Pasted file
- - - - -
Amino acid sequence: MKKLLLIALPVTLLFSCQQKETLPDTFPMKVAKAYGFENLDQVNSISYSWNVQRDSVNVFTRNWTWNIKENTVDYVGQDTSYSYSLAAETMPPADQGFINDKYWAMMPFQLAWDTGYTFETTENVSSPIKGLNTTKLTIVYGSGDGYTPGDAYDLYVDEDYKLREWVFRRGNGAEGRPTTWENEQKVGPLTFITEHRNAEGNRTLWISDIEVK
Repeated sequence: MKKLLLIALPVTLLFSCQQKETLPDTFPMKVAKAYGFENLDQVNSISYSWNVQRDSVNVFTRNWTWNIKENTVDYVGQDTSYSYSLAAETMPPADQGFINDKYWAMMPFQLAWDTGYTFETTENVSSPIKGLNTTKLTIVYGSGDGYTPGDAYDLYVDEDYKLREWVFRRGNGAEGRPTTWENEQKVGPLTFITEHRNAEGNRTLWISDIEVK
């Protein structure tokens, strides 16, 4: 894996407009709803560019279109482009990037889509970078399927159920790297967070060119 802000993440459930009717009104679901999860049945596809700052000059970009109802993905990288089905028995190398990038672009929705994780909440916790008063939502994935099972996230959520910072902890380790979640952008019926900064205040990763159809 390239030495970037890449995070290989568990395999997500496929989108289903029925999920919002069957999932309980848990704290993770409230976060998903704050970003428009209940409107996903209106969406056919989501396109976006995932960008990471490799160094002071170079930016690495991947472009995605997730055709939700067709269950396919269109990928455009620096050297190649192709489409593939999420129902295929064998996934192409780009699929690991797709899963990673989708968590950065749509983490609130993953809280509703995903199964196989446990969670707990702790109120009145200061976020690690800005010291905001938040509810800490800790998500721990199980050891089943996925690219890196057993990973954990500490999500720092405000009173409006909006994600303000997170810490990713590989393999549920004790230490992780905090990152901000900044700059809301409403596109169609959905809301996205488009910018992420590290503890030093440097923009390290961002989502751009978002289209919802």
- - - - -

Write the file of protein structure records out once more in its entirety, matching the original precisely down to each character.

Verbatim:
Amino acid sequence: MKKLLLIALPVTLLFSCQQKETLPDTFPMKVAKAYGFENLDQVNSISYSWNVQRDSVNVFTRNWTWNIKENTVDYVGQDTSYSYSLAAETMPPADQGFINDKYWAMMPFQLAWDTGYTFETTENVSSPIKGLNTTKLTIVYGSGDGYTPGDAYDLYVDEDYKLREWVFRRGNGAEGRPTTWENEQKVGPLTFITEHRNAEGNRTLWISDIEVK
Repeated sequence: MKKLLLIALPVTLLFSCQQKETLPDTFPMKVAKAYGFENLDQVNSISYSWNVQRDSVNVFTRNWTWNIKENTVDYVGQDTSYSYSLAAETMPPADQGFINDKYWAMMPFQLAWDTGYTFETTENVSSPIKGLNTTKLTIVYGSGDGYTPGDAYDLYVDEDYKLREWVFRRGNGAEGRPTTWENEQKVGPLTFITEHRNAEGNRTLWISDIEVK
């Protein structure tokens, strides 16, 4: 894996407009709803560019279109482009990037889509970078399927159920790297967070060119 802000993440459930009717009104679901999860049945596809700052000059970009109802993905990288089905028995190398990038672009929705994780909440916790008063939502994935099972996230959520910072902890380790979640952008019926900064205040990763159809 390239030495970037890449995070290989568990395999997500496929989108289903029925999920919002069957999932309980848990704290993770409230976060998903704050970003428009209940409107996903209106969406056919989501396109976006995932960008990471490799160094002071170079930016690495991947472009995605997730055709939700067709269950396919269109990928455009620096050297190649192709489409593939999420129902295929064998996934192409780009699929690991797709899963990673989708968590950065749509983490609130993953809280509703995903199964196989446990969670707990702790109120009145200061976020690690800005010291905001938040509810800490800790998500721990199980050891089943996925690219890196057993990973954990500490999500720092405000009173409006909006994600303000997170810490990713590989393999549920004790230490992780905090990152901000900044700059809301409403596109169609959905809301996205488009910018992420590290503890030093440097923009390290961002989502751009978002289209919802």